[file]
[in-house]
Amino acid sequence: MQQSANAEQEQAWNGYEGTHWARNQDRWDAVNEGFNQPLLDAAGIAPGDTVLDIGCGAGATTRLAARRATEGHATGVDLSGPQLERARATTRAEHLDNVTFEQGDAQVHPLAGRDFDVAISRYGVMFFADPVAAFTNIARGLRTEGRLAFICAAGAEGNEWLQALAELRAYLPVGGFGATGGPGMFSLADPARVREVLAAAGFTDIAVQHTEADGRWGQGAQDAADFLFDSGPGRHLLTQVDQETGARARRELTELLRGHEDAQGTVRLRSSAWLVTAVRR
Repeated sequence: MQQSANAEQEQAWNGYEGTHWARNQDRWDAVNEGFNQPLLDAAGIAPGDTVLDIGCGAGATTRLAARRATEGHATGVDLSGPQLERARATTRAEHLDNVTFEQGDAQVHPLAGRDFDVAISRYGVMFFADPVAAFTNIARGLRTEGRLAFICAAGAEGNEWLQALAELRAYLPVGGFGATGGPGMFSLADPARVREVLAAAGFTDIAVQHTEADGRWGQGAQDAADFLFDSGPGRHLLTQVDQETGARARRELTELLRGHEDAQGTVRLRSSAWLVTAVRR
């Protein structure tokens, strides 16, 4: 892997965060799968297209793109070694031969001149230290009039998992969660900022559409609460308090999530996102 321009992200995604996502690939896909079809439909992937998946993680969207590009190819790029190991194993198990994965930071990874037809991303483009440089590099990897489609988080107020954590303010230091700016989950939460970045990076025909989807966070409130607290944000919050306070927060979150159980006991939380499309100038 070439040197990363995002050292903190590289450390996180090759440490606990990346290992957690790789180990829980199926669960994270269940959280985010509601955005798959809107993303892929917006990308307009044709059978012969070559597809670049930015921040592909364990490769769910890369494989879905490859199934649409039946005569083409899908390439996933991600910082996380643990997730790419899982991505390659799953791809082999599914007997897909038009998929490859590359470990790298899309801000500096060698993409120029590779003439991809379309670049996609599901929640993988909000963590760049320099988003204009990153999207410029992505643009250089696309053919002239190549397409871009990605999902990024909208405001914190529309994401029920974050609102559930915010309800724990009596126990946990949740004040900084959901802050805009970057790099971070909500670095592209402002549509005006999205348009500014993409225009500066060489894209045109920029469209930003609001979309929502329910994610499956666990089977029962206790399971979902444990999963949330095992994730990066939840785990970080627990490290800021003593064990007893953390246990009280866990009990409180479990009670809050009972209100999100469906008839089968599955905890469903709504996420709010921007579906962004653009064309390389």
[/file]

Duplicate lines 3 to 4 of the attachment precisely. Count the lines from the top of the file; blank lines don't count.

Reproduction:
Repeated sequence: MQQSANAEQEQAWNGYEGTHWARNQDRWDAVNEGFNQPLLDAAGIAPGDTVLDIGCGAGATTRLAARRATEGHATGVDLSGPQLERARATTRAEHLDNVTFEQGDAQVHPLAGRDFDVAISRYGVMFFADPVAAFTNIARGLRTEGRLAFICAAGAEGNEWLQALAELRAYLPVGGFGATGGPGMFSLADPARVREVLAAAGFTDIAVQHTEADGRWGQGAQDAADFLFDSGPGRHLLTQVDQETGARARRELTELLRGHEDAQGTVRLRSSAWLVTAVRR
């Protein structure tokens, strides 16, 4: 892997965060799968297209793109070694031969001149230290009039998992969660900022559409609460308090999530996102 321009992200995604996502690939896909079809439909992937998946993680969207590009190819790029190991194993198990994965930071990874037809991303483009440089590099990897489609988080107020954590303010230091700016989950939460970045990076025909989807966070409130607290944000919050306070927060979150159980006991939380499309100038 070439040197990363995002050292903190590289450390996180090759440490606990990346290992957690790789180990829980199926669960994270269940959280985010509601955005798959809107993303892929917006990308307009044709059978012969070559597809670049930015921040592909364990490769769910890369494989879905490859199934649409039946005569083409899908390439996933991600910082996380643990997730790419899982991505390659799953791809082999599914007997897909038009998929490859590359470990790298899309801000500096060698993409120029590779003439991809379309670049996609599901929640993988909000963590760049320099988003204009990153999207410029992505643009250089696309053919002239190549397409871009990605999902990024909208405001914190529309994401029920974050609102559930915010309800724990009596126990946990949740004040900084959901802050805009970057790099971070909500670095592209402002549509005006999205348009500014993409225009500066060489894209045109920029469209930003609001979309929502329910994610499956666990089977029962206790399971979902444990999963949330095992994730990066939840785990970080627990490290800021003593064990007893953390246990009280866990009990409180479990009670809050009972209100999100469906008839089968599955905890469903709504996420709010921007579906962004653009064309390389």